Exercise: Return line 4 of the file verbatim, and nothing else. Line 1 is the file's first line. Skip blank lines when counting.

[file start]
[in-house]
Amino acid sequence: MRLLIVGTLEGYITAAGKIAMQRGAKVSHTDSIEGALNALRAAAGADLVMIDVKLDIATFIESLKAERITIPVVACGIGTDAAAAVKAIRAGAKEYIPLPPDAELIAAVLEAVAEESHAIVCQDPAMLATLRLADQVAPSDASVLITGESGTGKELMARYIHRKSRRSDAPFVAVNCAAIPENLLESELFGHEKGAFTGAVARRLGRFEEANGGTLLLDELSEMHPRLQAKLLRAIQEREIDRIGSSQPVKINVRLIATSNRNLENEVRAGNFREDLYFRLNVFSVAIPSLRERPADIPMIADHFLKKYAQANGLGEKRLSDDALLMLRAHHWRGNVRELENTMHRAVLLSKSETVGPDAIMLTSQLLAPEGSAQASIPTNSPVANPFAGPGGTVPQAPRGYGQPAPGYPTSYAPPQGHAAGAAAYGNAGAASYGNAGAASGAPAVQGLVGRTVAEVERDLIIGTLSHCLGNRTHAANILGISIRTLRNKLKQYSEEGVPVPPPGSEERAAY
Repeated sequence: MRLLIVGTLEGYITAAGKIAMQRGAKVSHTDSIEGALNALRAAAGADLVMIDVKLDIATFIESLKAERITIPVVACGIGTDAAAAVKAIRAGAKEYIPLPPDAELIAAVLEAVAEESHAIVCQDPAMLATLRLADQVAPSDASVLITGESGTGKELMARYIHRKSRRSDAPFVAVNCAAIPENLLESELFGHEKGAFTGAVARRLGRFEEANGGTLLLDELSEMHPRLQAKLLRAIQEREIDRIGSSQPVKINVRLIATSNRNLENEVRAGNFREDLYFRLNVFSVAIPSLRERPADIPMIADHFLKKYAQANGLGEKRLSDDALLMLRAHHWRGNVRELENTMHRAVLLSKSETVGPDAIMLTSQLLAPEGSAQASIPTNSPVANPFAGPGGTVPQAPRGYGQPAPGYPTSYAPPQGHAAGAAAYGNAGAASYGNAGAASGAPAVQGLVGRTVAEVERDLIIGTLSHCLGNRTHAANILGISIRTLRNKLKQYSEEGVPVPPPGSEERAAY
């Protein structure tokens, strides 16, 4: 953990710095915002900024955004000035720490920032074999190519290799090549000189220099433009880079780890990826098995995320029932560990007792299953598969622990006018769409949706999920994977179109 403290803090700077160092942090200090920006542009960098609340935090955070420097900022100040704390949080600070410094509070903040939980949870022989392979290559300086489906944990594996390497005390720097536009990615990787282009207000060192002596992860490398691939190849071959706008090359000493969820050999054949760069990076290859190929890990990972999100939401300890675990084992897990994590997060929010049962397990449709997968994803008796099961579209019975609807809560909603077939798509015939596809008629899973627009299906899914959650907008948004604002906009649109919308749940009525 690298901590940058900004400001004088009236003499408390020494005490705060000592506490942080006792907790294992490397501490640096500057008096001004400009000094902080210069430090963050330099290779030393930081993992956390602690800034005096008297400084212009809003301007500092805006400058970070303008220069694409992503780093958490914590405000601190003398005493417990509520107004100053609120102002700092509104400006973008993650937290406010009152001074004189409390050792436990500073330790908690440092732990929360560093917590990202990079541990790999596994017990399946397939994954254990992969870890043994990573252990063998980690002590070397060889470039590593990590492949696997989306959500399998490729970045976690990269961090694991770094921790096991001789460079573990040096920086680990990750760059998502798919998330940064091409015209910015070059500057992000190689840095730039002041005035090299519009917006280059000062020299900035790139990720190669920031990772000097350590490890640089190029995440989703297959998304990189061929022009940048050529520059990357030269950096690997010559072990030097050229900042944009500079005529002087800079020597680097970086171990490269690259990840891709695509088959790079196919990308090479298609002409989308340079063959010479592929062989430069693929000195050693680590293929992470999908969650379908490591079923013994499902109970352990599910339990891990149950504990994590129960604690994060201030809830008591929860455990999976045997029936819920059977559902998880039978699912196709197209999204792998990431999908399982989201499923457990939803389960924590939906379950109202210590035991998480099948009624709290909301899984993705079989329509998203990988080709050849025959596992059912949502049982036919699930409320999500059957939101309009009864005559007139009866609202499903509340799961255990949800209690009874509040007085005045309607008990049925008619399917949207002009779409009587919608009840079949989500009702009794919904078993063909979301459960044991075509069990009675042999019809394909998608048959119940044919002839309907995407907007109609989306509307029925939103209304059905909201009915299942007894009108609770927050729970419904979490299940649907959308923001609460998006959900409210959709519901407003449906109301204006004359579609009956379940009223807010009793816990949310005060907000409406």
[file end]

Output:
């Protein structure tokens, strides 16, 4: 953990710095915002900024955004000035720490920032074999190519290799090549000189220099433009880079780890990826098995995320029932560990007792299953598969622990006018769409949706999920994977179109 403290803090700077160092942090200090920006542009960098609340935090955070420097900022100040704390949080600070410094509070903040939980949870022989392979290559300086489906944990594996390497005390720097536009990615990787282009207000060192002596992860490398691939190849071959706008090359000493969820050999054949760069990076290859190929890990990972999100939401300890675990084992897990994590997060929010049962397990449709997968994803008796099961579209019975609807809560909603077939798509015939596809008629899973627009299906899914959650907008948004604002906009649109919308749940009525 690298901590940058900004400001004088009236003499408390020494005490705060000592506490942080006792907790294992490397501490640096500057008096001004400009000094902080210069430090963050330099290779030393930081993992956390602690800034005096008297400084212009809003301007500092805006400058970070303008220069694409992503780093958490914590405000601190003398005493417990509520107004100053609120102002700092509104400006973008993650937290406010009152001074004189409390050792436990500073330790908690440092732990929360560093917590990202990079541990790999596994017990399946397939994954254990992969870890043994990573252990063998980690002590070397060889470039590593990590492949696997989306959500399998490729970045976690990269961090694991770094921790096991001789460079573990040096920086680990990750760059998502798919998330940064091409015209910015070059500057992000190689840095730039002041005035090299519009917006280059000062020299900035790139990720190669920031990772000097350590490890640089190029995440989703297959998304990189061929022009940048050529520059990357030269950096690997010559072990030097050229900042944009500079005529002087800079020597680097970086171990490269690259990840891709695509088959790079196919990308090479298609002409989308340079063959010479592929062989430069693929000195050693680590293929992470999908969650379908490591079923013994499902109970352990599910339990891990149950504990994590129960604690994060201030809830008591929860455990999976045997029936819920059977559902998880039978699912196709197209999204792998990431999908399982989201499923457990939803389960924590939906379950109202210590035991998480099948009624709290909301899984993705079989329509998203990988080709050849025959596992059912949502049982036919699930409320999500059957939101309009009864005559007139009866609202499903509340799961255990949800209690009874509040007085005045309607008990049925008619399917949207002009779409009587919608009840079949989500009702009794919904078993063909979301459960044991075509069990009675042999019809394909998608048959119940044919002839309907995407907007109609989306509307029925939103209304059905909201009915299942007894009108609770927050729970419904979490299940649907959308923001609460998006959900409210959709519901407003449906109301204006004359579609009956379940009223807010009793816990949310005060907000409406």